Alumna in Action- Founding an Outdoor Club in the Sierras

Anna, an alumna from Tuolumne County, CA returned from her spring 2017 semester with Alzar School determined to stay involved in the outdoors.  Furthermore, Anna wanted to share the many wonderful opportunities being at the gateway to Yosemite provides to more people in her community.  Anna identified that while her community had so much to offer, many had never hiked, camped, or explored the beautiful places that surround her town. 

A junior in high school, Anna is supplementing her curriculum with classes at the community college and decided that she would start an outdoor club at Columbia College.  She found a few people who were also interested in the outdoors and submitted an application to formally charter the club through the school.  Once sanctioned, Anna hosted a booth at club day to find others who were interested in exploring the outdoors.  From there, she initiated camping trips, graffiti clean-up days, and climbing trips.  She has plans for fundraising activities so the program can begin to acquire gear and club members can participate in a wilderness first aid course.

We are proud of Anna's ability to turn ideas into action and find a way to work with the structure of the organizations of which she belongs to create the outcomes she desires.  We know this skill will continue to serve Anna and her communities well.  

You can read more about Anna's project and watch a quick video here.




Patagonia National Park: A Milestone for Chile

‘Why Chile?’ we are often asked. The Alzar School returns to Chile each semester because it offers an amazing classroom for our students. Traveling to South America, students are met with a warm and welcoming culture that allows them to practice their Spanish speaking skills and make connections with locals. Beyond these wonderful people and cultures (stay tuned for a blog post about the Mapuche people,) Chile’s expansive geography and rich history provide endless lessons. Exploring Chilean Patagonia, in particular, gives our students a first-hand perspective on the contemporary and universal issue of land conservation. And this spring, Alzar School students are lucky to experience a historical moment for Chile and for the world.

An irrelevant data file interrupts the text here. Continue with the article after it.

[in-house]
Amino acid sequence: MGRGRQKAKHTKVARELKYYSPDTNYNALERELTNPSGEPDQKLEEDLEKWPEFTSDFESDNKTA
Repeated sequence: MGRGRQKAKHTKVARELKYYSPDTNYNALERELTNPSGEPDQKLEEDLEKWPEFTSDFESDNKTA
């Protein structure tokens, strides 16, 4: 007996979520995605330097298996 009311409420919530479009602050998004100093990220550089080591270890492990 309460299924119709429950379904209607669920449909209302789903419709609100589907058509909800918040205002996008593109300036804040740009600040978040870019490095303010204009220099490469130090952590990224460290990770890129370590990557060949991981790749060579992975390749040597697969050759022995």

On January 29, 2018, Chilean President, Michelle Bachelet and Kristine McDivitt Tompkins, President and CEO of Tompkins Conservation, came together to form five new national parks in Chile and expand three others. After decades of planning, restoration and negotiations (read more about the history of Patagonia Park,) the Chilean government and Tompkins Conservation have formalized the world's largest expansion of a national park system through the donation of private land!

Kristine overlooking Patagonia National Park. Photo courtesy of National Geographic Photographer, Jimmy Chin. Check out and follow Jimmy Chin’s, Instagram feed (@jimmy_chin) for more recent photos of the Patagonia National Park.

The recent donation from Tompkins Foundation of over 1 million acres marks a momentous milestone for conservation and sets a president for private organizations. With this latest donation, Kristine, her late husband, Doug, and their foundation have helped to conserve more than 13 million acres of unique ecosystems in Argentina and Chile. In Chile alone, these newly formed parks will cover more than three times the area of Yosemite and Yellowstone National Parks combined, roughly the size of Switzerland. 

In her recent op-ed piece in the New York Times, Kristine explains the motivation behind their conservation efforts. “We believe that the transfer of private lands to the national park system is an act of democracy. A country’s natural masterpieces are best held and protected by the public for the common good. They should be available to all people to enjoy, to remember that they are part of something much larger than themselves. National parks, monuments and other public lands remind us that regardless of race, economic standing or citizenship, we all depend on a healthy planet for our survival.”

Alzar School students will continue to trek through the natural wonders of the new Patagonia National Park this week, taking in views of expansive valleys, glaciated mountains and, roaming wildlife. As they explore these far reaches of the world they will also gain a lesson in the value of natural environments and the roles in which governments, private foundations and they themselves can plan in preserving and maintaining wild spaces.  

Ski Days

Nestled in the heart of Idaho’s west-central mountains, the Alzar School’s unique location lends the opportunity to explore pristine and vast natural environments in a manner of ways. Our 100+ acre campus is located along the Payette River. Just 3 miles downstream from Kelly’s Whitewater Park and a geothermally heated pool, students can practice their kayaking skills almost year round. The Alzar School is also surrounded by the Payette and Boise National Forests which lends ample opportunities to hike high mountain trails and camp alongside backcountry lakes. This upcoming weekend students have the chance to explore a bit more of Idaho - not kayaking or backpacking, but on skis and snowboards!